Mumbai is the very embodiment of the “melting pot” cliché. Where else in the world, can you wake up in the morning in an apartment owned by a Marwari, tuck in a poha breakfast made by a Tamilian maid, run across the road to catch a taxi driven by a Bihari, only to be chased away by a political party rioting for Marathi supremacy?
Illustration: Jayachandran / Mint
It is imperative that the city does its part to maintain its cultural mix and multi-ethnic identity. Thankfully, Mumbai has developed a number of culture preservation tools. One such important device in creating this urban ethos is the famed Mumbai English.
Over the years, Mumbaikars have been able to develop a variant of English that is unique and symbolic. So much so that Aishwarya Rai, the talented actor (cough), augmented her acting (cough!) in the blockbuster Dhoom 2 by putting on an exaggerated Mumbai accent for cinematic defect. Who can forget this smouldering scene from the movie?
Aishwarya: “Like, are you, like, checking me out like dude…?”
To the outsider (Andheri Shoppers’ Stop and beyond), the accent can seem fake and pretentious. Are these people trying to sound like Americans? What’s with the Texas-style “y’all”? Or, the copious use of the word “what”? And if one man is “men”, what do they call more than one man in one place? (Editor, born and brought up in Mumbai, informs: “Mens. As in menswear.”)
Surely, this criticism is unfounded. An accent, after all, is part of a culture. And, as children, weren’t we taught to appreciate diversity and celebrate our differences? Did not our schools send us on trips to Chennai, Delhi, Gangtok and Hyderabad just so that we’d pick up, in addition to food poisoning and explosive dysentery, elements of other cultures?
Therefore, let me help you understand why Mumbai people speak the way they do.
First of all, we, for I am a Mumbaikar too, like to question things. We are not a people to accept status quos. So, if you tell us that you’ve landed in a new job or inherited a lot of wealth we will immediately double-check, “What are you saying dude!” or “What, men!” or even “Mad or what?” We do not doubt your mental state of health. Instead, we are expressing surprise and asking for confirmation. We are surprised you have got this new job. All the while, we were thinking you were a total dunderhead. We are impressed.
Also, we are a city that likes to show no gender bias whatsoever. “No separate queue for ladies.” So, we use the word “dude” to refer to both male and female individuals. However, when the sex of the person is important, we use “babe” for women. Less common is the usage “chick” for a lady in the third person. Be careful, though. Calling a woman a “chick” is no guarantee that she is one smoking hot bikini model with an open mind (sigh). We just like to give all women the benefit of doubt.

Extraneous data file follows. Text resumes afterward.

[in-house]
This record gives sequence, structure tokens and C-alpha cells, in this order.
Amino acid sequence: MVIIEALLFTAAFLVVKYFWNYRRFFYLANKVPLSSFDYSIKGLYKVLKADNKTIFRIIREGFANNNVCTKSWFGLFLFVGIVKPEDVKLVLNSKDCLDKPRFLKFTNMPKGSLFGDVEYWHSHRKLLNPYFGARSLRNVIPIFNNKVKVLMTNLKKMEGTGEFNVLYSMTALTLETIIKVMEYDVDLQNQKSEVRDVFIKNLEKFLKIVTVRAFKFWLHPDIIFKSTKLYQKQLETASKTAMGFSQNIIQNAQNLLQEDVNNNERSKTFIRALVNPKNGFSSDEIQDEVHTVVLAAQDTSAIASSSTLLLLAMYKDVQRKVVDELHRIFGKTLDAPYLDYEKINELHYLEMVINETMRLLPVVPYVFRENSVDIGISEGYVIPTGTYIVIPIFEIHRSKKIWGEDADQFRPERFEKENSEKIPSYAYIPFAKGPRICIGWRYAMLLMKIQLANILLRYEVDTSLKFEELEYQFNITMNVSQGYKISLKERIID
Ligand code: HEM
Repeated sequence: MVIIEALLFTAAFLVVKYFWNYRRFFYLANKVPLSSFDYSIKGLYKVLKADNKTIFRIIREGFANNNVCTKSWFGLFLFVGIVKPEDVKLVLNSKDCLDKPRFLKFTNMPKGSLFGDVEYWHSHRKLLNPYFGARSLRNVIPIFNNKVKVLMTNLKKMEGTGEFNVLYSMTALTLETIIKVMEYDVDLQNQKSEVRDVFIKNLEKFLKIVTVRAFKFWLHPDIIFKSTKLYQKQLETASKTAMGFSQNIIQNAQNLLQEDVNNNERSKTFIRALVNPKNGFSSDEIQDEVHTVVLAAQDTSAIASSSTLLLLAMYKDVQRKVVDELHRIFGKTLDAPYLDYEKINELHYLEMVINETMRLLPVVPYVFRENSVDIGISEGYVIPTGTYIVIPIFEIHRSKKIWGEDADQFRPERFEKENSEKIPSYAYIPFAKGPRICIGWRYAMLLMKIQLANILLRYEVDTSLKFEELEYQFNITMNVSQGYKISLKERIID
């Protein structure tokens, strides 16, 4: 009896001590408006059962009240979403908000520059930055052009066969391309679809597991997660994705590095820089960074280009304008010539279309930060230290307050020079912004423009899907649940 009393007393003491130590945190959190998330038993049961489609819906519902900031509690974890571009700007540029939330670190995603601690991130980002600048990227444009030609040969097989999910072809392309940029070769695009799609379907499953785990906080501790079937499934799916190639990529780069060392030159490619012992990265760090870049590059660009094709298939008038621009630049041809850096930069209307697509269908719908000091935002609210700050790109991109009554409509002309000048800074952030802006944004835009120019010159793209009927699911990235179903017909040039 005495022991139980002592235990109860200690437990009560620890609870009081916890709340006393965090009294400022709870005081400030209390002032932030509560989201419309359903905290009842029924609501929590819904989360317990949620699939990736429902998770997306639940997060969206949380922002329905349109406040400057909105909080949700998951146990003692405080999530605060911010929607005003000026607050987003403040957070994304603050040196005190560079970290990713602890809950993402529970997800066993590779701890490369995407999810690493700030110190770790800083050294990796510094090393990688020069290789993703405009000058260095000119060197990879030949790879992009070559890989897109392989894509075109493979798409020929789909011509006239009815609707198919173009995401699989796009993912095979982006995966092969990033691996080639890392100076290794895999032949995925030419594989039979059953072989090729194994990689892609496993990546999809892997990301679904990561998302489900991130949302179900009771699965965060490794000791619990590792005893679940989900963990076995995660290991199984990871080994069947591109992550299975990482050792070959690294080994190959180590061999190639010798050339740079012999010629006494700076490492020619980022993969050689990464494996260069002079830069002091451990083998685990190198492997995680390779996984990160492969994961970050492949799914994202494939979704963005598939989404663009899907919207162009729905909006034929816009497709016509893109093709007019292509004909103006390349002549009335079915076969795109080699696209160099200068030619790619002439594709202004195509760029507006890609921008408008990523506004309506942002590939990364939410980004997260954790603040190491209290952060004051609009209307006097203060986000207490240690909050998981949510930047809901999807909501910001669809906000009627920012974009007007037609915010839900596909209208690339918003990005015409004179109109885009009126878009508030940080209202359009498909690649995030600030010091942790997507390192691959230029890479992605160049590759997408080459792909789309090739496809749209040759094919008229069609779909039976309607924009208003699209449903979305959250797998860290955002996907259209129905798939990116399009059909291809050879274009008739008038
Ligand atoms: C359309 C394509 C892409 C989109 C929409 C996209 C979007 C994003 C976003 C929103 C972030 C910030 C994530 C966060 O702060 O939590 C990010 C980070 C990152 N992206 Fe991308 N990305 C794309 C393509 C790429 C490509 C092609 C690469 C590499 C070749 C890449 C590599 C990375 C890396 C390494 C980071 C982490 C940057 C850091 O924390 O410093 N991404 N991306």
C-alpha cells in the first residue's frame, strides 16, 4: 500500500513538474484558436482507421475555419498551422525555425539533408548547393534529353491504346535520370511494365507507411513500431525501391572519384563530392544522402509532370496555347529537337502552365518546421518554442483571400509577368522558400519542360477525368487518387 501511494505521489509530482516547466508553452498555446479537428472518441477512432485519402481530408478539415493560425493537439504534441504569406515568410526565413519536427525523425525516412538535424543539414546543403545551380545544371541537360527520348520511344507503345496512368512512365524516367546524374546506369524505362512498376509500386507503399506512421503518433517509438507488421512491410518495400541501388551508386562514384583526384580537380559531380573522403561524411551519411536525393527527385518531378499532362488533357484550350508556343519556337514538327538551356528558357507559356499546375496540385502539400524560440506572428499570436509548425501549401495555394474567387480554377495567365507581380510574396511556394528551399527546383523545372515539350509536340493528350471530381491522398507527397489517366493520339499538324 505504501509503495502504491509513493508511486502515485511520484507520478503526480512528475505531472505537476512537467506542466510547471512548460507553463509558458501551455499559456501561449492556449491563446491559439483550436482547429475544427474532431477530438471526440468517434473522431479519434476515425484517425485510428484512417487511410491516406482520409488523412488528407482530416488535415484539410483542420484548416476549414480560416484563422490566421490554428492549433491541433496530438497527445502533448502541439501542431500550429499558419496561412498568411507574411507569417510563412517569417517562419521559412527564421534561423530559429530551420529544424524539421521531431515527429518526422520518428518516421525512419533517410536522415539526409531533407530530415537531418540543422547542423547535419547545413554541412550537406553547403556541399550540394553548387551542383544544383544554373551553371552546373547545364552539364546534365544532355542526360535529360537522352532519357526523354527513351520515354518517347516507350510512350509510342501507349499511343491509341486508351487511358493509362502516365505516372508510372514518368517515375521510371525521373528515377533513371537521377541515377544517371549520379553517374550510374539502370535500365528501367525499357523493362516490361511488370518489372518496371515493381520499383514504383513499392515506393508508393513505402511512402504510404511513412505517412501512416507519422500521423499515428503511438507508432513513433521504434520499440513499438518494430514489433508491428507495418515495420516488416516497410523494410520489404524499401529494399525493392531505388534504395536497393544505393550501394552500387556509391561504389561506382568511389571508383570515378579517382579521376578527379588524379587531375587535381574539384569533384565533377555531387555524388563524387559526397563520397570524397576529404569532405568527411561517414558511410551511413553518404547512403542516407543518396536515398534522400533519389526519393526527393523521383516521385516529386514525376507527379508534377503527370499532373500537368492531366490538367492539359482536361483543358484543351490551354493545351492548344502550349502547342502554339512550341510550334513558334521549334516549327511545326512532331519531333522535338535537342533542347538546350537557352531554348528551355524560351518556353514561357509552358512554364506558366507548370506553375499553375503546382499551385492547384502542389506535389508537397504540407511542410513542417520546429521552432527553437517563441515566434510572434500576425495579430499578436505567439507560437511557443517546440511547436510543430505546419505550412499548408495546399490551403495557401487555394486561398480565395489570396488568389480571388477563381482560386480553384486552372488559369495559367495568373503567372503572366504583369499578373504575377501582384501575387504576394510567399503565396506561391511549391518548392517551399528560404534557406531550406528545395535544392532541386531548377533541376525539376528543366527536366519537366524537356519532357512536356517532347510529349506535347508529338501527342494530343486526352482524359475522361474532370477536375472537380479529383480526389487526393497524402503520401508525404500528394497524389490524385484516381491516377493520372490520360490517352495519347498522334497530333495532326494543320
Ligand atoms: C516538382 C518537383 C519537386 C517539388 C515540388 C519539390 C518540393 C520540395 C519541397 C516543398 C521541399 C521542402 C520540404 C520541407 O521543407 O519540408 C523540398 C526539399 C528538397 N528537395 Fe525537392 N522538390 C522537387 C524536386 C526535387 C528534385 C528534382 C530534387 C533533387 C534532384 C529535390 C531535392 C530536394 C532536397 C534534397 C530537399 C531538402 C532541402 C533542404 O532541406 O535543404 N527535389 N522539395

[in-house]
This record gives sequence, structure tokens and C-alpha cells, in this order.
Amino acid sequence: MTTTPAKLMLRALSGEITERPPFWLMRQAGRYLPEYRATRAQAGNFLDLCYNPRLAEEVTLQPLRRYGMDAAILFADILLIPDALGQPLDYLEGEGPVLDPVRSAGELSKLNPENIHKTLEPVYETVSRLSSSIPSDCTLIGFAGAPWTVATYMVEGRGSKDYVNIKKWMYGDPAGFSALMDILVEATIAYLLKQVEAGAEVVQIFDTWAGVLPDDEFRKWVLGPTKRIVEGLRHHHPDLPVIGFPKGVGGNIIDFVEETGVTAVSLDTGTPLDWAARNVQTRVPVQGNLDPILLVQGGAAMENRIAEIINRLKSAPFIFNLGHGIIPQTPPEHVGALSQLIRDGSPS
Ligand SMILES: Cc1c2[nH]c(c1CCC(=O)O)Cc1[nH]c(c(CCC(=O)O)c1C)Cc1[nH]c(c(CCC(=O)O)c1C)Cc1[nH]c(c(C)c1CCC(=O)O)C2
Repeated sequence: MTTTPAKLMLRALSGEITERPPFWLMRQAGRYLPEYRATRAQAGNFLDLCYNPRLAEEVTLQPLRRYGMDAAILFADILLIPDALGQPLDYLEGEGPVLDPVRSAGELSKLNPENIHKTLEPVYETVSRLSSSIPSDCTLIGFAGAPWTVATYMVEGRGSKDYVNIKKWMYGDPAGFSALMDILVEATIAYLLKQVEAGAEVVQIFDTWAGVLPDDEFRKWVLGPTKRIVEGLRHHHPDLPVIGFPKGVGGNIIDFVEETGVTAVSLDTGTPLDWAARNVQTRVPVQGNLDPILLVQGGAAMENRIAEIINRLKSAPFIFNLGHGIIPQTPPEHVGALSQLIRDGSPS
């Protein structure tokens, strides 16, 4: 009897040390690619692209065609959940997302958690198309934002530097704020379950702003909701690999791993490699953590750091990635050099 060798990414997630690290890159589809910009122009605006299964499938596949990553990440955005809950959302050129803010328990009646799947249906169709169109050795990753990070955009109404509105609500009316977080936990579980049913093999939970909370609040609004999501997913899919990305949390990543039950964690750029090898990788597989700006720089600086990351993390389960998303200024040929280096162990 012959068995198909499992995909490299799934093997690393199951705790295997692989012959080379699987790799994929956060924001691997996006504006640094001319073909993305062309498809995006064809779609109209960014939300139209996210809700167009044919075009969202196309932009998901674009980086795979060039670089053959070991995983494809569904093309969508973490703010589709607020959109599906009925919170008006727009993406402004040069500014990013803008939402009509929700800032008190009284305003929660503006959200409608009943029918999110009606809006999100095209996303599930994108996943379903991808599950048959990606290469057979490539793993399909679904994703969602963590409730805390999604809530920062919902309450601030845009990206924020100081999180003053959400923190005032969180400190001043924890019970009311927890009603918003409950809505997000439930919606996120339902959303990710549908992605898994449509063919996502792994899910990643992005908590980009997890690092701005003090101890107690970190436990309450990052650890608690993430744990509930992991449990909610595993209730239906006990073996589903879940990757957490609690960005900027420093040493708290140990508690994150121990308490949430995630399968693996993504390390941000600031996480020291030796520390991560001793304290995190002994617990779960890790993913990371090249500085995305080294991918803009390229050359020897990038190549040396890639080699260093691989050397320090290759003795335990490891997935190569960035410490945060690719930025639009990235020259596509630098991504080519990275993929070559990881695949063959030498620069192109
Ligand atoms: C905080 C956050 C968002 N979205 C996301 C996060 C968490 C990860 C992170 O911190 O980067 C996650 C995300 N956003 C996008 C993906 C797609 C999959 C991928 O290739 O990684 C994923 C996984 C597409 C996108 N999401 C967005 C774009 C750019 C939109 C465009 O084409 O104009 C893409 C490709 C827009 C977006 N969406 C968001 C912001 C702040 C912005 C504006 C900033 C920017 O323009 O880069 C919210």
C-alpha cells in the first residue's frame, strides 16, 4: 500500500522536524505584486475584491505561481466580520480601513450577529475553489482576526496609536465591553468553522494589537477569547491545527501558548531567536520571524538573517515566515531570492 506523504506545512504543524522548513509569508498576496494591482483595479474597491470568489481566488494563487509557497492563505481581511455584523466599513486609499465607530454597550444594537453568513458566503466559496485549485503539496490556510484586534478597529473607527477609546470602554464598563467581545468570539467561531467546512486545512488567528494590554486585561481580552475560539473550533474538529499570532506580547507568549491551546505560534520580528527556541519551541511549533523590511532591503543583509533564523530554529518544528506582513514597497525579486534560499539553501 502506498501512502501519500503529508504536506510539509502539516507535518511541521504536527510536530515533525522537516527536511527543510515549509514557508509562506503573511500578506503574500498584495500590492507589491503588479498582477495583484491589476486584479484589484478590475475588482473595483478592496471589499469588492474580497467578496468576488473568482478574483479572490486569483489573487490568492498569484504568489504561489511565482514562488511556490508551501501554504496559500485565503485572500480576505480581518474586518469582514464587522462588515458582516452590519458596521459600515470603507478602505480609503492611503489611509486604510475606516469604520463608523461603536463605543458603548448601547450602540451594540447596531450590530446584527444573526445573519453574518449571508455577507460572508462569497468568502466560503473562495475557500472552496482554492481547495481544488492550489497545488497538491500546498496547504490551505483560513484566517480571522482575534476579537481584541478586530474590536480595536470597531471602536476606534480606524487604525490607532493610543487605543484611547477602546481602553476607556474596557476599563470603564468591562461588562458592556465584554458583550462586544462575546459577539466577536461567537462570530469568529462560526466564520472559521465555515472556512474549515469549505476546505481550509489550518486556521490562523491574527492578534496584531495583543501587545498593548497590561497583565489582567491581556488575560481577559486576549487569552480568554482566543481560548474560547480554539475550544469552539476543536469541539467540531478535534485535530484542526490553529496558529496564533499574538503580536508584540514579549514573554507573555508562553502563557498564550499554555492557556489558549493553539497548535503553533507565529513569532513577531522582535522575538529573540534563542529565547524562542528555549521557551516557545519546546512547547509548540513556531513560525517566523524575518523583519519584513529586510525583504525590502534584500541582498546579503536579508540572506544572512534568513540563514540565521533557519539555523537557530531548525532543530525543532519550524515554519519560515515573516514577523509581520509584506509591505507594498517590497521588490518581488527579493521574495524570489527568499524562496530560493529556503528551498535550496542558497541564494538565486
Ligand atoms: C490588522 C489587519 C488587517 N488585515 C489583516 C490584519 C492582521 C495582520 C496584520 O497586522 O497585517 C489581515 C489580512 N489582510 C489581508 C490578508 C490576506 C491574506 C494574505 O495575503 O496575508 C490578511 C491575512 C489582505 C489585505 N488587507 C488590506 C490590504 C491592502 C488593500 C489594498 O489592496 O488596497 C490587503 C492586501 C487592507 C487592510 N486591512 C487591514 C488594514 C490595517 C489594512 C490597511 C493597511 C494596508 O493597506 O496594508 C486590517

Thirdly, we are an emotional people. And we like to express this emotion openly and without restraint.
So, we end our sentences with suitable variations of the term “ya”. It can be used for happiness: “She agreed to marry me, ya!”, or sadness: “Dude…she said yes to HIM, ya…”, and terrible afterthought: “Oh f***…she said ya…”
Finally, we are straight-talking people. If we don’t like someone, we call him or her any popular Hindi term of endearment. I personally prefer the term chomu (it is also an excellent “emergency exit word” when you start calling someone something else and then your mother walks in. Saala chooo-woeooo-mu hai ya! Phew”).
Into this potent mix, throw in a little Hinglish and you have the perfect recipe for a unique and memorable, but efficient, oral style. In fact, as an aside, we also have a superb local dialect of Hindi. Recently, a friend received a rakhi from a Mumbai-based cousin sister. Expecting the usual “Dear Brother, Please accept this rakhi as a sign of my love and affection. Okay, now send money.” He was surprised to find this in the attached note:
“Bhaiyya, Main rakhi bhej raheli hai, unees ki subah pehen lene ka kya, warna panga ho jaayega. Jaldi chup-chaap paisa bhej. Love, Komal.”
In closing, let me illustrate the positive influence of the Mumbai accent by comparing a conversation between two people; first in the universal (boo!) fashion and then in the quintessential Mumbai (yay!) style.
One of the protagonists is a handsome, affluent young man who we will call, oh let me see, Sidin. The other protagonist is an attractive young woman; we will call her Halle Berry. Also, purely for the purpose of plot, she secretly lusts after Sidin.
Sidin: “Hey, Halle! It’s been a long time! How have you been?”
Halle Berry: “Very well indeed. What a pleasant surprise? Hey, I am going to Matheran for the weekend. Why don’t you come along?”
S: “No chance, Halle. My CEO is calling a board meeting and I have tonnes of work to do.”
HB: “Good god. That is criminal. How will you guys in the office manage?”
S: “I have no idea. We will have to figure out something. End up working on weekends, too, I guess.”
HB:“No way, Sidin. You can’t take even a single weekend off, is it? We have an extra reservation…”
S: “Hmm. Let me think about it. I’ll give you a call tomorrow.”
HB: “Sure. Don’t forget, ok.”
S: “I won’t.”
S: “Halle boss! It’s been hajaar years, dude! All well?”
HB: “Full on, dude. Too much meeting you like this, men. Arrey! I am pushing off to Matheran this weekend. You too come na?
S: “Mad or what? CEO hero wants to do phaaltu board meeting ya. I have hajaar work at the office.”
HB: What are you saying? All of y’all are going to ragdofy at work or what?”
S: “What to do, Halle. We’re going to put fight on weekends also ya.”
HB: “What men! Kuch bhi. Listen… Why don’t you try and make it, ya… I have an extra bedroom and all…”
S: “Awesome! Let me socho, yaar. I’ll like give you a call tomorrow.”
HB: “Cool. Chalo, I’ll go now. Don’t forget dude.”
S: “Ok bye.”